A green alliance
The drive to up the pace of electric adoption will use targeted policy support to help businesses switch over to greener vehicles, according to Intelligent Transport.
The Climate Group has already seen results from its EV100 electric vehicle initiative, which invites businesses to commit to switching to electric by 2030.
BT Group and OpenReach have pledged to ensure their fleets are all-EV by 2030 and aim to be a net zero emissions business by 2045. They plan to advocate for policies to be adopted that bring forward the adoption of EVs. The government has pledged to ban the sale of all petrol, diesel and hybrid cars by 2035.
Forthcoming COP26 summit
The alliance plans to make clean road transport a priority at the UN Climate Change Conference (COP26 summit) in Glasgow, due to be held on 1st-12th November 2021.
Philip Jansen, BT Group Chief Executive, said: “We have an outstanding record in reducing carbon emissions and have plans to be a net zero emissions business by 2045. The switch to low and zero emissions vehicles is a key element in our carbon strategy and this new partnership will be critical in allowing us to make the switch.
“We hope that this coalition will help drive the necessary bold action from other businesses and policymakers needed to transition to the low carbon economy.”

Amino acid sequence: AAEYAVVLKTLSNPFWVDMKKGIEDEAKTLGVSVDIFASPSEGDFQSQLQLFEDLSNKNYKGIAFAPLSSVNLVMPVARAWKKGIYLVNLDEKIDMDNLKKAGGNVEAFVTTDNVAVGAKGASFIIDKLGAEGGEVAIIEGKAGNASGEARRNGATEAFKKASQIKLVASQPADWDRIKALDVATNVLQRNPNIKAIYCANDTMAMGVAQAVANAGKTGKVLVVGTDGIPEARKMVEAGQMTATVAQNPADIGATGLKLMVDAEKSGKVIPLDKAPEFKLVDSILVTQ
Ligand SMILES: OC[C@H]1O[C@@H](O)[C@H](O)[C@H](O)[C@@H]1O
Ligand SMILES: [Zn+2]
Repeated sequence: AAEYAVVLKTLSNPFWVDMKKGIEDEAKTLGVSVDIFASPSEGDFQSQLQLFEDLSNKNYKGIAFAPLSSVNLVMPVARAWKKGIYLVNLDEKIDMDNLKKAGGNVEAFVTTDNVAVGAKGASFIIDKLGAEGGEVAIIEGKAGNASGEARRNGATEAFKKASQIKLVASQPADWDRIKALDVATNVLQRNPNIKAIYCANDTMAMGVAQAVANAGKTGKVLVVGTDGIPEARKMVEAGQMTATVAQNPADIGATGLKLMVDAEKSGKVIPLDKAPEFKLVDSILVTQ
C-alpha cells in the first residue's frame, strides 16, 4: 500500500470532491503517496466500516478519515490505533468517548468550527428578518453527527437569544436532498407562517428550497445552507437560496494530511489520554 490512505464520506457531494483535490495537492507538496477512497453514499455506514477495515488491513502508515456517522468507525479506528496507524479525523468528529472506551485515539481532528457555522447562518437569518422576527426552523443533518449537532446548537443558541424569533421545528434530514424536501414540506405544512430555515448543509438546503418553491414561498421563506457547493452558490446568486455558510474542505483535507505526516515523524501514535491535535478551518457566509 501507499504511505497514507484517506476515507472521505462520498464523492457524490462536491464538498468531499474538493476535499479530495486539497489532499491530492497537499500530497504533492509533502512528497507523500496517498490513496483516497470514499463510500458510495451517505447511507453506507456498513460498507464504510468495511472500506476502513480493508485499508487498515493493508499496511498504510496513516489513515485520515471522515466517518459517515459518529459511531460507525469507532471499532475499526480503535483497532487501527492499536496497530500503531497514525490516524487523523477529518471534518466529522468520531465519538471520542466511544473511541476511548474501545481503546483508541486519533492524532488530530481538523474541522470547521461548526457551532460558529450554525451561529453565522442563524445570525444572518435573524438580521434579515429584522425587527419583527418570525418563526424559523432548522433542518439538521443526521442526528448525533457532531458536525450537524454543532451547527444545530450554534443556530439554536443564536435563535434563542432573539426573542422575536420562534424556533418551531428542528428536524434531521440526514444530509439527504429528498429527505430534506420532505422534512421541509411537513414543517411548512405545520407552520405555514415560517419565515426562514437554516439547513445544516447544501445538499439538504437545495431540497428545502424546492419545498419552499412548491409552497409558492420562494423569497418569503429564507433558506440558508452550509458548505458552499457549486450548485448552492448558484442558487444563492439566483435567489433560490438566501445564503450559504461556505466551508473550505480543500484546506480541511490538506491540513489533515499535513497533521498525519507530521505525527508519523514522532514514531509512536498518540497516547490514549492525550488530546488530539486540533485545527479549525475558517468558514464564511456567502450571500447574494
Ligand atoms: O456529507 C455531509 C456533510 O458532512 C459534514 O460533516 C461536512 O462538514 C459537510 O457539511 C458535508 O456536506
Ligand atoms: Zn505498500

Helen Clarkson, chief executive officer at The Climate Group commented that the EV goal helps to set a powerful example of climate leadership to other countries around the world as they review climate pledges and start rolling out Coronavirus recovery plans.
“BT and OpenReach are fantastic partners, not just making the commitment to transform their own operations to zero-emission solutions like EVs, but also making advocacy for the net zero transition a key pillar of their campaigning work.”
Chief executive officer at Openreach Clive Selley agreed that while OpenReach should be playing a key role in the EV transition, there are still significant challenges that need to be addressed.
“The kinds of vehicles, scale of manufacturing, supply chains and infrastructure needed to electrify large fleets like ours – the second largest fleet of vehicles in the UK – simply doesn’t exist today. So, we need Government support to make the transition faster and fuller, and the commitment to maintaining plug-in grants is a welcome first step.”
Image credit: John Cameron, Unsplash
When will you make the switch?
More and more people are switching to EVs in the UK. At the end of May 2020, there were 301,000 electric cars on UK roads and 8,800 plug-in vans, according to Next Green Car. EVs account for 16% of all new car registrations, according to figures from the Society of Motor Manufacturers and Traders.
This is a market that is growing rapidly. Registrations for pure-EVs in the first five months of 2020 are 60% higher than they were in 2019, and EVs represent the only vehicle fuel type to see growth in new car sales.
It now seems inevitable that fossil fuelled vehicles will disappear from our roads eventually – it’s just a question of when companies will move with the times and opt for green vehicles over carbon-emitting alternatives.
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